- The priests of Jerusalem and upper class wanted it to be the great trade center. They wanted to externally resemble the people around them and yet maintain their Judaism and not indulge in (barbarianism)

12. The Sons of Tobias (Tax Collectors)

- The chief advocates of Hellenism in Judea were members of a family who were believed to have descended from Tobias the Ammonite who had hassled Nehemiah so much. Though they were not Jewish they had intermarried with the family of the high priest and being important in politics and government

- About 230 BC Joseph ben Tobias bought from the king of Egypt the right to collect the taxes from the entire district of Syria (Judea and all its neighbors).

- The way it worked was one man would pay the royal treasury a lump sum for the privilege of collecting as much as he could from the inhabitants of a district. (Got rich at his neighbors expense...hated).
- Joseph, his family, and his co-workers became a great economic power in Palestine.
- They adopted the customs and ways of the Greeks the most and angered even the gentiles around.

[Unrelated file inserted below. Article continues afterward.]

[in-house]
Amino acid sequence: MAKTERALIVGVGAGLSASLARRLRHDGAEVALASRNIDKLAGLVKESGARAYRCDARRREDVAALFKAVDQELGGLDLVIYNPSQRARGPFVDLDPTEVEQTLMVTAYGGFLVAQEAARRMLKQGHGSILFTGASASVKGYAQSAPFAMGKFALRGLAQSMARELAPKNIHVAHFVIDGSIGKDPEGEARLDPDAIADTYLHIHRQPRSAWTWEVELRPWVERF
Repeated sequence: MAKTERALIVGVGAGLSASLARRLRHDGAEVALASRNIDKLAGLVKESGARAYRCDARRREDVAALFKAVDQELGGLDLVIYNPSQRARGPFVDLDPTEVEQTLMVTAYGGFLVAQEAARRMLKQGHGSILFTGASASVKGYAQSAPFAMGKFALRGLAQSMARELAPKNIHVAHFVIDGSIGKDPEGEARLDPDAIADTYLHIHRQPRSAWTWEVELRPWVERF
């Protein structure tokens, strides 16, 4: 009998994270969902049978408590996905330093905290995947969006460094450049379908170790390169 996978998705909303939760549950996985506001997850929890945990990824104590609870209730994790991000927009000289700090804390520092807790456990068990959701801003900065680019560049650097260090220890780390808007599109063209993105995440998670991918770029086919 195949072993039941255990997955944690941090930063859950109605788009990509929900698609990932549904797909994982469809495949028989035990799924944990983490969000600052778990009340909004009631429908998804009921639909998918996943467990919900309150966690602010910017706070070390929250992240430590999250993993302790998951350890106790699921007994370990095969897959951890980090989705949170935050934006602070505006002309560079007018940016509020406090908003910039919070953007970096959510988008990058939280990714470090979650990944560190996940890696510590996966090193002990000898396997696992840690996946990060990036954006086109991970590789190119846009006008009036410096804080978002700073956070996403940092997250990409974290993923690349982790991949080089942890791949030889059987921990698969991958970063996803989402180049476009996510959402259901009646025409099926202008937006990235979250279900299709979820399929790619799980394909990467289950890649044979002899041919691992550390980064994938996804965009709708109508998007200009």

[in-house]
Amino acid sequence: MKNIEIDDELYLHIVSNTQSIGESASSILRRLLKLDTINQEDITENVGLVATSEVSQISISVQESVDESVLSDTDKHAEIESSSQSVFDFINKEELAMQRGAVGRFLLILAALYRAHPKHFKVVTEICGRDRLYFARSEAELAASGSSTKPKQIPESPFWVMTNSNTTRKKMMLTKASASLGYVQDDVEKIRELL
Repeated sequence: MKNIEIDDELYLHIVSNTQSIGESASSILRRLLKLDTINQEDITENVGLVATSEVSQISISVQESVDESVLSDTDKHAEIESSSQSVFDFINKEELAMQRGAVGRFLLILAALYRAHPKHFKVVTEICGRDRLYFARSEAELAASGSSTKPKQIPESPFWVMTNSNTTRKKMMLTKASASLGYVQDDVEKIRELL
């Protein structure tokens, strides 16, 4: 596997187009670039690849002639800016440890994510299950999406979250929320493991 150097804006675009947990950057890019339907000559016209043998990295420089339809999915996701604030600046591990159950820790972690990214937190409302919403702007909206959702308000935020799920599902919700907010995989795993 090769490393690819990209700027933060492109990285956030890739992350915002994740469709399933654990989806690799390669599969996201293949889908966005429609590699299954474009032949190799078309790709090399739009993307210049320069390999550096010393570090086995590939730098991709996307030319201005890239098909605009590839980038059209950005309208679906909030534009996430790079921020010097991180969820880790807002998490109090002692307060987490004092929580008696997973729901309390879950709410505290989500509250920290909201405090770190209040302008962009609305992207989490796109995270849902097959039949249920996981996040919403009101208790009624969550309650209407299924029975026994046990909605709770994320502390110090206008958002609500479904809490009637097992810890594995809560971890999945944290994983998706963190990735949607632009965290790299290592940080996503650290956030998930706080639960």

You can learn it in Torah


13. A Scribes Advice


- The Jews had no idea what was coming soon (major struggles) as a result of Greek influences.
- At this time a man named Joshua ben Sirach (from Jerusalem) wrote a book on philosophy but his philosophy differed greatly from that of the Greeks. He ignored subjects like the physical universe, government, and society and was primarily interested in giving people practical advice on how to live. - According to him Moses and the prophets, and Proverbs and Ecclesiastes give us all of the answers. The wise man was the one who had no ambition and served God faithfully. He will avoid friendship with the ambitious and wealth seekers.
- Little did he know that tragedy would follow. The poor were dividing from the rich, things were hot. The Maccabees Fight for Survival (The Jews fight a war against astronomical odds)

The Maccabean Age
    The next 50 years (200-150 BC) were very important and filled with stirring events. These events forever changed the Jewish people and Judaism even to the present day. Since all that happened, happened outside of Judea we must make mention of the ambitions and fortunes of the empires and kingdoms that controlled the world and their powerful rulers.

Judea Becomes a Syrian Province


14. Syria's Ambition